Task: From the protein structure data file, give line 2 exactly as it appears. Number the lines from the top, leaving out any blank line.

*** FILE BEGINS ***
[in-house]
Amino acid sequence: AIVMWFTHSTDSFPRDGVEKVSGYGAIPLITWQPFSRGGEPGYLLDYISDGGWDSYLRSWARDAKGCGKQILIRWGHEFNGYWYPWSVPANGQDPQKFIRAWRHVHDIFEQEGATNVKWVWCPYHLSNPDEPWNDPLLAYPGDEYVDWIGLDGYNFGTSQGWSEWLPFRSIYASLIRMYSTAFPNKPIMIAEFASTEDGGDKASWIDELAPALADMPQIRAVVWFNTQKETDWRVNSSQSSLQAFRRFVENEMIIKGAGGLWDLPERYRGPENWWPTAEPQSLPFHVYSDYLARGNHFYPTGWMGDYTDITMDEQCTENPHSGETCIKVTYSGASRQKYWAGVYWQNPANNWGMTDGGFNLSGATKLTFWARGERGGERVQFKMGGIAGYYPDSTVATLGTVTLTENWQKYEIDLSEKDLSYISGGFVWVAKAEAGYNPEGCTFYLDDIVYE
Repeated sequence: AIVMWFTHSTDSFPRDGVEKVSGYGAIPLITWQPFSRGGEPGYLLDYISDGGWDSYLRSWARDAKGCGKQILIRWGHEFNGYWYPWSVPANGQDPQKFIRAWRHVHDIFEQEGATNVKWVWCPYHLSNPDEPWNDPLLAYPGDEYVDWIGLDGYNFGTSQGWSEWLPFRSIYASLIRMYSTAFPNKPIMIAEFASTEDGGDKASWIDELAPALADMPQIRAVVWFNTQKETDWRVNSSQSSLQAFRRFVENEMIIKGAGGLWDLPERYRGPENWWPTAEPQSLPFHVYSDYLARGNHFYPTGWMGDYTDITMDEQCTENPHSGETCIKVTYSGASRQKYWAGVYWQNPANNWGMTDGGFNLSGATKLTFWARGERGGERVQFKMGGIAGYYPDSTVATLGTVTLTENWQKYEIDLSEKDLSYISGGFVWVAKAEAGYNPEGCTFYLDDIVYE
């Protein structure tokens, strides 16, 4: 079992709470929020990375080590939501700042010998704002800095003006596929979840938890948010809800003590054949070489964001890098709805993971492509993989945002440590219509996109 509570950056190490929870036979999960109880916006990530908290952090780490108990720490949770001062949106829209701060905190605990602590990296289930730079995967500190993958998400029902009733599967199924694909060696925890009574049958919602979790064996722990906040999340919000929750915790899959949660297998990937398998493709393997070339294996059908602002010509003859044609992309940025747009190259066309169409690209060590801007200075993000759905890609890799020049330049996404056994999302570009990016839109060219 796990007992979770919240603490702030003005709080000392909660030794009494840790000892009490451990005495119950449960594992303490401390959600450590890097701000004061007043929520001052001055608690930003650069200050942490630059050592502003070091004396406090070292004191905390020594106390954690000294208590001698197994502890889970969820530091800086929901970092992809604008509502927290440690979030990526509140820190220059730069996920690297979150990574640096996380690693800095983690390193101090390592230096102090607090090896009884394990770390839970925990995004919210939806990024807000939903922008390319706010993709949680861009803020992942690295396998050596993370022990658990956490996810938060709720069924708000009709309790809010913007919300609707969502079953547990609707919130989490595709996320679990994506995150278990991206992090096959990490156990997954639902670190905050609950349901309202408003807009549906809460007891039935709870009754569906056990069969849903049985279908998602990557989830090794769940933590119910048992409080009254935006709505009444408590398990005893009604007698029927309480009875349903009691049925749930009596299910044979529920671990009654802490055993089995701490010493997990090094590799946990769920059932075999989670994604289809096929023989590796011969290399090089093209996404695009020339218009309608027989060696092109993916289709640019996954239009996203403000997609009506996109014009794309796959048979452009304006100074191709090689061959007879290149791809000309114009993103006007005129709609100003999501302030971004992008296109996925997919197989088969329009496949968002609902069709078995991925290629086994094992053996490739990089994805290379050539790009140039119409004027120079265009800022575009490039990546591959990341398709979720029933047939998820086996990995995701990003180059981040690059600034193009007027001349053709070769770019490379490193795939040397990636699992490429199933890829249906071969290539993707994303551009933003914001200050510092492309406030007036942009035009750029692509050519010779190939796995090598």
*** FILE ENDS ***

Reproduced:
Amino acid sequence: AIVMWFTHSTDSFPRDGVEKVSGYGAIPLITWQPFSRGGEPGYLLDYISDGGWDSYLRSWARDAKGCGKQILIRWGHEFNGYWYPWSVPANGQDPQKFIRAWRHVHDIFEQEGATNVKWVWCPYHLSNPDEPWNDPLLAYPGDEYVDWIGLDGYNFGTSQGWSEWLPFRSIYASLIRMYSTAFPNKPIMIAEFASTEDGGDKASWIDELAPALADMPQIRAVVWFNTQKETDWRVNSSQSSLQAFRRFVENEMIIKGAGGLWDLPERYRGPENWWPTAEPQSLPFHVYSDYLARGNHFYPTGWMGDYTDITMDEQCTENPHSGETCIKVTYSGASRQKYWAGVYWQNPANNWGMTDGGFNLSGATKLTFWARGERGGERVQFKMGGIAGYYPDSTVATLGTVTLTENWQKYEIDLSEKDLSYISGGFVWVAKAEAGYNPEGCTFYLDDIVYE